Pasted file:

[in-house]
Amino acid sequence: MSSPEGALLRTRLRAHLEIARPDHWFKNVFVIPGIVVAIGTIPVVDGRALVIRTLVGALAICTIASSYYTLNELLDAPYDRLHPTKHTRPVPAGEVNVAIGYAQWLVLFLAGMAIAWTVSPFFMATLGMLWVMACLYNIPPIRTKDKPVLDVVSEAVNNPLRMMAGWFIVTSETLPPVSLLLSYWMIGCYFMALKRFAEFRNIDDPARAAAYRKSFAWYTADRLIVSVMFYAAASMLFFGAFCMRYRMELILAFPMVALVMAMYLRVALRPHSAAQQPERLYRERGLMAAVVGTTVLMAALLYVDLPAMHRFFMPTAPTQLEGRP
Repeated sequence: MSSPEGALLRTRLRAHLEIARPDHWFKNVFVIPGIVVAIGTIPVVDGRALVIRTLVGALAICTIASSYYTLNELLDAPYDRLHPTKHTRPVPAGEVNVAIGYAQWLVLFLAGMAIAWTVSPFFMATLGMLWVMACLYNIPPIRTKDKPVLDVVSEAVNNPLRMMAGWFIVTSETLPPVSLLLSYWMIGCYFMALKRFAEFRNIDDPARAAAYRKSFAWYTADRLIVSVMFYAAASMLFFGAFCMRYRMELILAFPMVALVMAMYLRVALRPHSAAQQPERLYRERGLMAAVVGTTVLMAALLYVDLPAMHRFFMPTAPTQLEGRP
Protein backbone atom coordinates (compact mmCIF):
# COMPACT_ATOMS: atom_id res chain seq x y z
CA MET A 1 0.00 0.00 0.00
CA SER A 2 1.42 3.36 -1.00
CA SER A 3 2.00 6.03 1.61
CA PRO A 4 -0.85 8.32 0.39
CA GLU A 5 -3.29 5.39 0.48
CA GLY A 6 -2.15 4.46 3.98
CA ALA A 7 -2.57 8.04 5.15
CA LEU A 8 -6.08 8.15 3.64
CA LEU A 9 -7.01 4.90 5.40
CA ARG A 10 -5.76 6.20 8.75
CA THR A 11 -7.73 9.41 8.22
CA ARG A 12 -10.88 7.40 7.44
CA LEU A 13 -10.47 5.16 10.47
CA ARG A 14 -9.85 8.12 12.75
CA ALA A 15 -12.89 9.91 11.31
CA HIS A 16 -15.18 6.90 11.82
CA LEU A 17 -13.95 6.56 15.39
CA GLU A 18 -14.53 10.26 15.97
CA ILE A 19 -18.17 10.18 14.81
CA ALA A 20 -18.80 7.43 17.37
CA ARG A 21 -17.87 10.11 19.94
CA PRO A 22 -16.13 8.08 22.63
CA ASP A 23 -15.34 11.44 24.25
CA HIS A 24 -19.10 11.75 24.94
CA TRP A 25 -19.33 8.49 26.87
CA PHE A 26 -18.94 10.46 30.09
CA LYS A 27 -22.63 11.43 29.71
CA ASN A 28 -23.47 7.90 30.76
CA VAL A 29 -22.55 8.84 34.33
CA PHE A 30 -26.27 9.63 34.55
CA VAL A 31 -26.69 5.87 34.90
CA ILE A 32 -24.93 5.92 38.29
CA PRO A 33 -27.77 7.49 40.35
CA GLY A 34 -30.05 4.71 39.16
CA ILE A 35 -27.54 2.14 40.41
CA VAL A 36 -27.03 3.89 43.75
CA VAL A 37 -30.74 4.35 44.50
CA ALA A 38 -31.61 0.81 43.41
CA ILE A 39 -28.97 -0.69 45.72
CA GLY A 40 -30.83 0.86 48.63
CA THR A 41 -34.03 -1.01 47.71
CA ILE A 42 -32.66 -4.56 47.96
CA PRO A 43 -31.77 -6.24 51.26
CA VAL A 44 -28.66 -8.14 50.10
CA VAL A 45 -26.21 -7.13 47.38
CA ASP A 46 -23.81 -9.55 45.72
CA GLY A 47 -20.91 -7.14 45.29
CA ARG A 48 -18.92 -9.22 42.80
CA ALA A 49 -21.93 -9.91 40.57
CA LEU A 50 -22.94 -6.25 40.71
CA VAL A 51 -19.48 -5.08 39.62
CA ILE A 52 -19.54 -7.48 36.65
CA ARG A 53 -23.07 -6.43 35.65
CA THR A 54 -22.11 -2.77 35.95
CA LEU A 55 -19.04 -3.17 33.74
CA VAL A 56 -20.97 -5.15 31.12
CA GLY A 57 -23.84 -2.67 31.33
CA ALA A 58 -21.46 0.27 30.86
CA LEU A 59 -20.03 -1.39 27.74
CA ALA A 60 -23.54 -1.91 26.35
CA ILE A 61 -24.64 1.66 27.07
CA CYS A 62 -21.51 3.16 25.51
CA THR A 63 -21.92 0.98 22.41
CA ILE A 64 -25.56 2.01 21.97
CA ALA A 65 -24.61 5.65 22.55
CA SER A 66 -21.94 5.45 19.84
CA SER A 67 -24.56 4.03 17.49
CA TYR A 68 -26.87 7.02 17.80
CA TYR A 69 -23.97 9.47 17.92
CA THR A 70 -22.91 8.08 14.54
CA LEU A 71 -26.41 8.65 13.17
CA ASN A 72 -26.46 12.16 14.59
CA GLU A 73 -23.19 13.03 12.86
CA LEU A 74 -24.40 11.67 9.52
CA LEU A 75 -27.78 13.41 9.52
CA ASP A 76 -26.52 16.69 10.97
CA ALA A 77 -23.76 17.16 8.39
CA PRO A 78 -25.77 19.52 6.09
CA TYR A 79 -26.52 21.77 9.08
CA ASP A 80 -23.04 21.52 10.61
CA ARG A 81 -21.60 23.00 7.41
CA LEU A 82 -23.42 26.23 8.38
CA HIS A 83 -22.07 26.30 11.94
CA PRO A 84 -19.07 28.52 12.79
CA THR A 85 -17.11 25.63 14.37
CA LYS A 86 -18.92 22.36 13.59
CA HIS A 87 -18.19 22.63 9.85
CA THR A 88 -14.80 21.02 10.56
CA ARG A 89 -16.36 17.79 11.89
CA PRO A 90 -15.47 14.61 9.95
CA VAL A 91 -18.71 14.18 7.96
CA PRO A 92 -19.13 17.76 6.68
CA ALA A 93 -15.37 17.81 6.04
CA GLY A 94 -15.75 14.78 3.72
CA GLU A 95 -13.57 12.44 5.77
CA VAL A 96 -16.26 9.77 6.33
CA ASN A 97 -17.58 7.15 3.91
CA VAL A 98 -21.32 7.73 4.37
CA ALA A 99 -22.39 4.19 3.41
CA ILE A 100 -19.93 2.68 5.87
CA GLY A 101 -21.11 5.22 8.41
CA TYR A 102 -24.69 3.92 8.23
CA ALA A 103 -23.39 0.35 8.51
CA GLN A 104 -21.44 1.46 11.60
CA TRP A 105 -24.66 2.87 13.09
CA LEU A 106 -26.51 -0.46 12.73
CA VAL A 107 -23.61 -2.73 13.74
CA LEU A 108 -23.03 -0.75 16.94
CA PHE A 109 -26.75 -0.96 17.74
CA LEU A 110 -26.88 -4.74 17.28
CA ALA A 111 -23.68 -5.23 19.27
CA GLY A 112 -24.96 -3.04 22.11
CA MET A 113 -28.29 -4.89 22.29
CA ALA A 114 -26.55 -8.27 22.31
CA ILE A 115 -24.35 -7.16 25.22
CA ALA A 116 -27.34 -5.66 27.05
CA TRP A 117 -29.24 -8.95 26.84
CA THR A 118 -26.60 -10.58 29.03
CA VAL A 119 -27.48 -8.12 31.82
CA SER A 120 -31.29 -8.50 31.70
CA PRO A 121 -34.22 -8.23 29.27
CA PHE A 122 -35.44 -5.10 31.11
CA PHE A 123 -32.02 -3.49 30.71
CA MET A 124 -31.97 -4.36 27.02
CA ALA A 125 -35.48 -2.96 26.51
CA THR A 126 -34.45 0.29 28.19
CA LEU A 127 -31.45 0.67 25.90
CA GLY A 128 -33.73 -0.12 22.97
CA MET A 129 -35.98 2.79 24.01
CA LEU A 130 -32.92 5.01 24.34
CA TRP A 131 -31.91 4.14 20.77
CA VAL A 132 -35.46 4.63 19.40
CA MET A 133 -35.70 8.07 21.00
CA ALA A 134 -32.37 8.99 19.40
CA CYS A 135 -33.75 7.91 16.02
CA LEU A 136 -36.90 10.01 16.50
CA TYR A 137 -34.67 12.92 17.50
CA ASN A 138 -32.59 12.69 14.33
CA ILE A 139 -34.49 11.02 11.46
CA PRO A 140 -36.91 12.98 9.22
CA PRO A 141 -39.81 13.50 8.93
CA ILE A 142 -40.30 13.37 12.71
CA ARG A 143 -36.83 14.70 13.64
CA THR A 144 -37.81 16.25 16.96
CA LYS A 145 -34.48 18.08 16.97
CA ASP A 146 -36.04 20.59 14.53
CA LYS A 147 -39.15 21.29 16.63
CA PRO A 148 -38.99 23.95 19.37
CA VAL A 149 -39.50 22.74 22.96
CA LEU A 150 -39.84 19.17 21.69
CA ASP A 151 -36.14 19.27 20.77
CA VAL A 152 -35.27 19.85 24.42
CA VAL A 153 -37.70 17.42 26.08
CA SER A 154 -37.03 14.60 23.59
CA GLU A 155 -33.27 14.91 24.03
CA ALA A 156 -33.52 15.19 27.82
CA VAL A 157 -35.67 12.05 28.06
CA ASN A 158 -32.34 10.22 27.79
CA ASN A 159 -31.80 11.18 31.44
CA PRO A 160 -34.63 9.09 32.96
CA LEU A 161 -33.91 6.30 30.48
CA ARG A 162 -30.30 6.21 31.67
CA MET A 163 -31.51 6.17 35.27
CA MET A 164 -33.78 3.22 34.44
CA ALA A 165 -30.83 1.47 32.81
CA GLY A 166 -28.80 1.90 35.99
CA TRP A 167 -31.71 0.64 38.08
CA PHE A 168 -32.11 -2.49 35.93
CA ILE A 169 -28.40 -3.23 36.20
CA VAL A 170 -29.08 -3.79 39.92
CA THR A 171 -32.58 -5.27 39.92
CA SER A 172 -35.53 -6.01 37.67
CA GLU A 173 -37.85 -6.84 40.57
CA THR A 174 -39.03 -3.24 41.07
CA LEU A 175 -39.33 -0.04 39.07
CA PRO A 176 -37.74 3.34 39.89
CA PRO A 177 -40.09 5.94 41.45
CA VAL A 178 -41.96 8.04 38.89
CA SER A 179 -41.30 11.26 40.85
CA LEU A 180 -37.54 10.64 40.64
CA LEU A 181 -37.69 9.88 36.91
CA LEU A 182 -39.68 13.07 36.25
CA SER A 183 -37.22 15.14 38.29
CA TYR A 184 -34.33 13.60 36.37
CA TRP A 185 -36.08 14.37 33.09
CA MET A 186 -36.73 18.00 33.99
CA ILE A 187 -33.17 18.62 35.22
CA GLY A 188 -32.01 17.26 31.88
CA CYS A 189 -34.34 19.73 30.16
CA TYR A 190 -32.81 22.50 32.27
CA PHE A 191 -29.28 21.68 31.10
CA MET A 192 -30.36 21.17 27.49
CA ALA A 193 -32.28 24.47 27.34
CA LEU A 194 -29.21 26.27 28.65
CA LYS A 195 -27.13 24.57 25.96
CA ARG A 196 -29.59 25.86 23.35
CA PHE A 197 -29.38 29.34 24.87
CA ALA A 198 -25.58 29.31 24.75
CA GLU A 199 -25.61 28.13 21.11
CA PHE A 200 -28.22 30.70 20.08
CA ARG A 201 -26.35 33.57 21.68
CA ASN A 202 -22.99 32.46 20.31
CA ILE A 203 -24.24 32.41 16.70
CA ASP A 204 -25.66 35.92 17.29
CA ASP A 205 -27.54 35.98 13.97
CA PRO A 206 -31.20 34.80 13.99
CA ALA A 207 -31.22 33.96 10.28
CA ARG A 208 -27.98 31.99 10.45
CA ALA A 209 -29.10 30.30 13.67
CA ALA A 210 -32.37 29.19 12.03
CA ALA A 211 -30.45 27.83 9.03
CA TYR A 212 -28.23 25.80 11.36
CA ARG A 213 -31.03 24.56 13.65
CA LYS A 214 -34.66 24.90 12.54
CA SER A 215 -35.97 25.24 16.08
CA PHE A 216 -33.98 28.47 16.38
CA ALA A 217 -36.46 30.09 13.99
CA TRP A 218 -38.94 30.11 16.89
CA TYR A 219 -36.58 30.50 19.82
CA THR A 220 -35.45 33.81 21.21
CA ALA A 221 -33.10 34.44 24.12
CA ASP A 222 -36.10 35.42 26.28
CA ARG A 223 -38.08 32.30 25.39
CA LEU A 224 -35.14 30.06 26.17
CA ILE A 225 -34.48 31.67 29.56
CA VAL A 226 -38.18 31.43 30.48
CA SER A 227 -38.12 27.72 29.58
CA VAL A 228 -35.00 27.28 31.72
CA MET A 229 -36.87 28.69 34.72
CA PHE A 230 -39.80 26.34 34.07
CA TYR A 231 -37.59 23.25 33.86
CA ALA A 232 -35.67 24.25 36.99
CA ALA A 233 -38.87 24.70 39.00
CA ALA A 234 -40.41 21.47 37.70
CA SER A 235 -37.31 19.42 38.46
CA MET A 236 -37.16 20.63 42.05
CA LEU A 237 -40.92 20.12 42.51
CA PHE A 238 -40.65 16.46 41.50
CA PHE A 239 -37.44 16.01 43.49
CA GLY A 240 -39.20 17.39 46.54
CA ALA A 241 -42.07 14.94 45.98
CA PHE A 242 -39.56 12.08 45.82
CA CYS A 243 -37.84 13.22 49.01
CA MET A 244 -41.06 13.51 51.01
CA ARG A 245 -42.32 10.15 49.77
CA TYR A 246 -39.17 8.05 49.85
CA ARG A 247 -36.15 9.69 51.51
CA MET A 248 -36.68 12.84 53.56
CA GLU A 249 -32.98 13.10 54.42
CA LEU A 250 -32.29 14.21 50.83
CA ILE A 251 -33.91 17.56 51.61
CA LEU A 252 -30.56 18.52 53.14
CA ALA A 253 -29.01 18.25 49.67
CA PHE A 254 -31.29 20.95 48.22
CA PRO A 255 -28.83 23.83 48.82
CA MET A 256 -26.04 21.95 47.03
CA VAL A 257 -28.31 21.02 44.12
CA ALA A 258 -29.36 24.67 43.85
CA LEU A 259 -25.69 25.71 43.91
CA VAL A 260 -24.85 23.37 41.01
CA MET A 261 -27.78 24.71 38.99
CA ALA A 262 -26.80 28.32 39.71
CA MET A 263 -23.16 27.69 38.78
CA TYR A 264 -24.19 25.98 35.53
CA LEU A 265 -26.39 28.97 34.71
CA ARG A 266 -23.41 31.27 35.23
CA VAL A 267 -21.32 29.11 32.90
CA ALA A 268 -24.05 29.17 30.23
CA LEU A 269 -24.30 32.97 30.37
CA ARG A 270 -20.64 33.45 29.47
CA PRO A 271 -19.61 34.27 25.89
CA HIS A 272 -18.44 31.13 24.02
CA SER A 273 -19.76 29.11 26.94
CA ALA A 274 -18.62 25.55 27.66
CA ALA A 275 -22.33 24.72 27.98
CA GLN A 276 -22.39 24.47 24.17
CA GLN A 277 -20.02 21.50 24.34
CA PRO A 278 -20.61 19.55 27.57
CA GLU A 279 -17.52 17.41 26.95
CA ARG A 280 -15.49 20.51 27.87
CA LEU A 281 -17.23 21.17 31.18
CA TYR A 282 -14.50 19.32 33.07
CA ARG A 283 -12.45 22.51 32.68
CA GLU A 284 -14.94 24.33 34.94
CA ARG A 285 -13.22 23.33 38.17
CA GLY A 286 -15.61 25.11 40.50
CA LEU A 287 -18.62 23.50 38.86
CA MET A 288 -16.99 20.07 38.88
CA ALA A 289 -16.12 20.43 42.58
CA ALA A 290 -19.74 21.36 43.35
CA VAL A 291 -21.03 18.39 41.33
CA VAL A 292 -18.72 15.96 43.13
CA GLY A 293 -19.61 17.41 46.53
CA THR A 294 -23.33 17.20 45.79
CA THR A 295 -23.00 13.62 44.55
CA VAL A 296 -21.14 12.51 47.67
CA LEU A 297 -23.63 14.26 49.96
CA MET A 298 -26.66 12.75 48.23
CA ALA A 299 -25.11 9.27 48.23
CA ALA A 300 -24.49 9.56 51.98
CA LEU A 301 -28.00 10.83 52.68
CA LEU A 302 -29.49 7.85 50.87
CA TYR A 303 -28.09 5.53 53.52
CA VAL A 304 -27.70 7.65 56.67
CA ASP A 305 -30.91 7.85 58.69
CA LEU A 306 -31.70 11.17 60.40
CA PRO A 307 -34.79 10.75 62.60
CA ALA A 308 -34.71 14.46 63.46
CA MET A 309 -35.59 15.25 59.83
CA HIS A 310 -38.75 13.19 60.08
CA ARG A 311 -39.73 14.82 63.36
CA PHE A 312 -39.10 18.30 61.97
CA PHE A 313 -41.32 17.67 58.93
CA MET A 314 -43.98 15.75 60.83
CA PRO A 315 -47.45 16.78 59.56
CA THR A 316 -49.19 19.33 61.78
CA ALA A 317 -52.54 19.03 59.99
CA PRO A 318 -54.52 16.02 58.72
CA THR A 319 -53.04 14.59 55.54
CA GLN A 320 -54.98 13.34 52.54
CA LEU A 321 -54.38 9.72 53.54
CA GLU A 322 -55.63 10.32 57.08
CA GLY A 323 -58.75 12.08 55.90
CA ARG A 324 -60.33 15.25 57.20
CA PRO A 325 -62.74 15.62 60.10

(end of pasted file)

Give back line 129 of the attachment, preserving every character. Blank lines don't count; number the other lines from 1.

CA MET A 124 -31.97 -4.36 27.02